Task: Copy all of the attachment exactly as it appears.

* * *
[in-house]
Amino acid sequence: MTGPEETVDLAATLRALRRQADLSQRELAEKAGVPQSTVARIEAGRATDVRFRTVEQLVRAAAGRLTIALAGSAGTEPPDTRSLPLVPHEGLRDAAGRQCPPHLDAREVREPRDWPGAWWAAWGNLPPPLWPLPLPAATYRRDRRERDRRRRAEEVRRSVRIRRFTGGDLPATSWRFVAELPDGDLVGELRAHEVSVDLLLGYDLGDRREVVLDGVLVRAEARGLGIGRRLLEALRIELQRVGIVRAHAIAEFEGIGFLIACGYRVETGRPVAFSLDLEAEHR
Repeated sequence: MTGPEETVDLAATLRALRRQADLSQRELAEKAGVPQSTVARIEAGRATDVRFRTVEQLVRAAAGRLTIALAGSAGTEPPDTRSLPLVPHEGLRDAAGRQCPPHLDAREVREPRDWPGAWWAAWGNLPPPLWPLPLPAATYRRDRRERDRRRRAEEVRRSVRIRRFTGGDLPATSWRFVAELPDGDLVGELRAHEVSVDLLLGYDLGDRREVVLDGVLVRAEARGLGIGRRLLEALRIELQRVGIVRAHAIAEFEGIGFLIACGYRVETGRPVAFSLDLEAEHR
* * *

[in-house]
Amino acid sequence: MTGPEETVDLAATLRALRRQADLSQRELAEKAGVPQSTVARIEAGRATDVRFRTVEQLVRAAAGRLTIALAGSAGTEPPDTRSLPLVPHEGLRDAAGRQCPPHLDAREVREPRDWPGAWWAAWGNLPPPLWPLPLPAATYRRDRRERDRRRRAEEVRRSVRIRRFTGGDLPATSWRFVAELPDGDLVGELRAHEVSVDLLLGYDLGDRREVVLDGVLVRAEARGLGIGRRLLEALRIELQRVGIVRAHAIAEFEGIGFLIACGYRVETGRPVAFSLDLEAEHR
Repeated sequence: MTGPEETVDLAATLRALRRQADLSQRELAEKAGVPQSTVARIEAGRATDVRFRTVEQLVRAAAGRLTIALAGSAGTEPPDTRSLPLVPHEGLRDAAGRQCPPHLDAREVREPRDWPGAWWAAWGNLPPPLWPLPLPAATYRRDRRERDRRRRAEEVRRSVRIRRFTGGDLPATSWRFVAELPDGDLVGELRAHEVSVDLLLGYDLGDRREVVLDGVLVRAEARGLGIGRRLLEALRIELQRVGIVRAHAIAEFEGIGFLIACGYRVETGRPVAFSLDLEAEHR